This has been one of the most challenging and rewarding years, and most of my clearest memories are of the moments that were similarly both difficult and beautiful. Here are some of the year’s stickiest memories.
Chiapa de Corzo fiestas (January)
This was the only event that I planned on attending the entire trip, after my Chiapan roommate showed me photos from it. I can be sort of blase about festivals, but being in Chiapa de Corzo reminded me of how no photo can ever truly capture an event. Traveling the winding road to this small town and being surrounded by the chanting and the dancing is something worth traveling for.
From siesta to fiesta
Getting work done on the road
I gave myself a deadline earlier this year to finish a novel I’ve been working on for almost five years. We set up office in the Oaxacan beach town of Puerto Escondido for ten days so I could focus on wrapping this thing up. It was hard to let go of it, but I did it on the beach, freeing my mind up for other things.
Also in Puerto Escondido, we had our hearts broken by some tiny puppies.
Then, in October, I drafted an entire first book of a trilogy in three weeks, mostly while we were stuck in Quito with van problems. I finished the book at ten in the morning, and then proceeded to have one of the most wonderful days of my life. I now know why most writers write in the morning–nothing is better than finishing a novel before you have lunch. It’s a way more intense version of that smug feeling of accomplishment you nurse all day after exercising in the morning.
Our cabin in San Cristóbal (March-April)
San Cristóbal was the first place we set up for more than ten days, and what an idyllic, peaceful place to do it…! I jogged and did yoga and we met tons of other overlanders and in the afternoons I would sit in the house making stews that we would enjoy by our little fireplace. Now, instead of thinking of the sofa we jettisoned when leaving San Francisco, I think of that sunny little treehouse in San Cristóbal.
Our first real breakdown (Cobán, April)
The breakdown is the overlanders’ worst fear, other than violence and total robbery. We had a breakdown on our way to Bug Camp in Cobán, Guatemala, after an awful night of driving through rain and fire and crumbling roads. After Juan spent a few hours trying to diagnose the problem at the service station, we popped the top and slept there. At that time it seemed liked the worst possible thing in the world, but when we woke up in the morning, everything felt manageable. That night made me really begin to feel like the van was our safe haven, no matter where we were, and even if it wasn’t running.
Highland to highland
Visiting Semuc Champey in Guatemala (April)
I had never heard of Semuc Champey until one of the guys at Bug Camp told us about it. It is a beautiful series of limestone pools that is located at the end of a very bad road. This was a big decision for us–how to get there, if we should take the car, if we could make it, and the responsibility of determining the capabilities of our vehicle was pretty stressful. In the end, we decided to go for it, and we made it in an out of the bad road without any drama. The pools were incredibly beautiful, and Milo even got to go for a swim, making this one of the highlights of our trip. I only regret that we didn’t stay longer, but Juan was anxious about making sure we could leave in the case of any rain.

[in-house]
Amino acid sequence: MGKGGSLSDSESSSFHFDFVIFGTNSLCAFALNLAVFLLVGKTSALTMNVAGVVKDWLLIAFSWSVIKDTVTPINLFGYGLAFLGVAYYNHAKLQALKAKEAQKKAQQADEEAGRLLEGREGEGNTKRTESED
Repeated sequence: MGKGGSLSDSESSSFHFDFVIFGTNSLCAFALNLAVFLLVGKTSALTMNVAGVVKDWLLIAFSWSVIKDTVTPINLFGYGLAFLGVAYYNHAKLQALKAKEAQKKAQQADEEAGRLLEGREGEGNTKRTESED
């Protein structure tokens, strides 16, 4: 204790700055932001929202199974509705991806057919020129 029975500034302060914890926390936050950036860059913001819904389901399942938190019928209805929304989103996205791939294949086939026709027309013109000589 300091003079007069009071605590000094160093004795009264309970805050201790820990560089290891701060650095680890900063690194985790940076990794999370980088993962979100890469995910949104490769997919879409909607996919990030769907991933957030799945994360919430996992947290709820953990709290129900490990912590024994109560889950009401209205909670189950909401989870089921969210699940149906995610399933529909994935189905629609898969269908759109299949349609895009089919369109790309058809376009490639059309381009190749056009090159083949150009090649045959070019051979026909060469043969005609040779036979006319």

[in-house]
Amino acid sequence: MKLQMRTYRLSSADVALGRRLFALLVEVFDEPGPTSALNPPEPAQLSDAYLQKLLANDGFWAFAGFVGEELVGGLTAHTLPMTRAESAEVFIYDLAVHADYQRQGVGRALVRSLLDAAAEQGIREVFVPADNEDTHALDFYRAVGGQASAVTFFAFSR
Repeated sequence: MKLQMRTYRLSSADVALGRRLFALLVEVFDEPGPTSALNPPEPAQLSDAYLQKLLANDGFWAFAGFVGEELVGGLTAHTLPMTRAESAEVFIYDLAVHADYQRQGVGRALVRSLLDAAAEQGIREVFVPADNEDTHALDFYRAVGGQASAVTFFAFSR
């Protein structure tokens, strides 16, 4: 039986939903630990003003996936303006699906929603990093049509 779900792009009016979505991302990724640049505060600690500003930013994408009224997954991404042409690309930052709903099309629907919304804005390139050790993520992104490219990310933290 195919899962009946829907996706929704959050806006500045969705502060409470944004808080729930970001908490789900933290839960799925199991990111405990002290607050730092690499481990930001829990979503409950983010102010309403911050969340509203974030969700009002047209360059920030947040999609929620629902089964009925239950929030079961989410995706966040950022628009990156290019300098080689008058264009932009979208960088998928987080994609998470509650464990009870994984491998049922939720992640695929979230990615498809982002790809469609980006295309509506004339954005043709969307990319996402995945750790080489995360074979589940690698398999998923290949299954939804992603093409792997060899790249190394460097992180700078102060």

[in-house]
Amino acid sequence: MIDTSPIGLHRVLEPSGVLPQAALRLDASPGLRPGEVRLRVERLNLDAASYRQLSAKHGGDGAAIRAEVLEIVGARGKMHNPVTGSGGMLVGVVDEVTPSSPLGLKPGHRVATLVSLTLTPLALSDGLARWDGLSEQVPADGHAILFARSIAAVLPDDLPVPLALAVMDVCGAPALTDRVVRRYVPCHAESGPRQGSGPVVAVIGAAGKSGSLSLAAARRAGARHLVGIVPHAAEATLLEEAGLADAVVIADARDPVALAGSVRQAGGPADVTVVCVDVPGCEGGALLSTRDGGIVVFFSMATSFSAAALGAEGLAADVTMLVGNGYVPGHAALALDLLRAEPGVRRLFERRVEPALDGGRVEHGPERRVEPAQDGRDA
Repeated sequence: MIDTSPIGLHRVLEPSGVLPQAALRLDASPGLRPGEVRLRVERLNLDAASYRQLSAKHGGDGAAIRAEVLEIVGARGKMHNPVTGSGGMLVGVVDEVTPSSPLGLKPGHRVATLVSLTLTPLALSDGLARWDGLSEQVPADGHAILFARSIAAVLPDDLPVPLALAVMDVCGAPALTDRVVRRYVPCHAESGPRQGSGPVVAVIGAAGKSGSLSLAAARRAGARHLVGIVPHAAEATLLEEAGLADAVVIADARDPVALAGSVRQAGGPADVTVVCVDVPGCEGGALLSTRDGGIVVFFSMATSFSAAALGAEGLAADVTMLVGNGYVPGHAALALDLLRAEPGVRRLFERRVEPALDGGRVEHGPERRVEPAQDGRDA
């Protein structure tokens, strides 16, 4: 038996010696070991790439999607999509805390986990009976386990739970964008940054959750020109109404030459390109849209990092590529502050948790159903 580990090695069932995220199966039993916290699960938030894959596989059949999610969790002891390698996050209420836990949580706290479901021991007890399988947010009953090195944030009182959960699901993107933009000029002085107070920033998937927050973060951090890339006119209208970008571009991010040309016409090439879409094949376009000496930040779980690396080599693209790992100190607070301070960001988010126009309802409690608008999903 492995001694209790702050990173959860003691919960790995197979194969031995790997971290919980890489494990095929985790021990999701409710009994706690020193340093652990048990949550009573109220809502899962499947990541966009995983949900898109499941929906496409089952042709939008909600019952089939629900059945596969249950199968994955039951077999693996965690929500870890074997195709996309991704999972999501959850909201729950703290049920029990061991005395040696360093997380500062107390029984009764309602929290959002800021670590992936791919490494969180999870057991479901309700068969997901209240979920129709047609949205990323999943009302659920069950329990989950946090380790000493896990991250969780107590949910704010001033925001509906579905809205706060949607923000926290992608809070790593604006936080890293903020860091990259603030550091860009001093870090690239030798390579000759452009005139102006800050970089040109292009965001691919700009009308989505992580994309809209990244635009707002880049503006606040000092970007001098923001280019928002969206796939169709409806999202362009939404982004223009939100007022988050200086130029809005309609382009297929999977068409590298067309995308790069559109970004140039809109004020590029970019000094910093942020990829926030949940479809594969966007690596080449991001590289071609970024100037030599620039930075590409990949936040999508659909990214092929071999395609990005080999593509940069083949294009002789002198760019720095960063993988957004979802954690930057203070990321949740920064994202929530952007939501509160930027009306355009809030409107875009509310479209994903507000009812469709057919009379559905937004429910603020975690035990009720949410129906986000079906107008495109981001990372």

The Cayos Cochinos in Honduras (May)
Sort of similar to our experience of Semuc Champey, getting to these islands in Honduras was not easy. Visiting the Caribbean coast was about a week-long detour. But setting foot on these tiny islands a choppy boat ride off the shore made me once again feel far away from everything I knew.
Volcán Masaya (June)
This volcano is unlike anything I’d ever seen, and the lurking threat that it could blow at any moment made quite an impression on me. This was also one of our most miserable nights, as Milo consumed our dinner–almost an entire chicken, including every last bone of it–and then we ourselves were consumed by black flies all night.
Bits and bites, nine months in
Crossing the Darien Gap (July-August)
Our extended stay in Panama City was one of the low points of our journey. It was hot and miserable and we just couldn’t leave. The moment we were about to get on the plane and then had to get off was my real moment of insanity. I felt like we were never going to leave that awful place and I was so grateful to Juan for handling the decisions because I truly had a mental meltdown.
Getting to Colombia (August)
After all the heat and headaches of Panama City, getting to the Colombian highlands felt like arriving in heaven. The agricultural protests prevented us from moving very far, and we were only too happy to spend two glorious, sweat-free weeks in the lovely mountain towns of San Gil, Barichara, and Villa de Leyva.
Getting farther and farther away and yet feeling more and more at home (October)
Our hosts during our breakdown (and novel-writing frenzy) in Quito really made us feel at home. They gifted us these two coffee mugs–one from Chalo’s favorite soccer team, and the other from Sandra’s office–which came in handy when we had coffee with some of the locals in the Tungurahua valley. Talking to them made me realize how far away from home we were, even though we had this lovely home-away-from-home just nearby in Quito.
and visiting home
Happy New Year to everyone, and may we all experience some pleasure in the unknown this year.
Oh, and Happy FORTIETH Anniversary to my wonderful folks.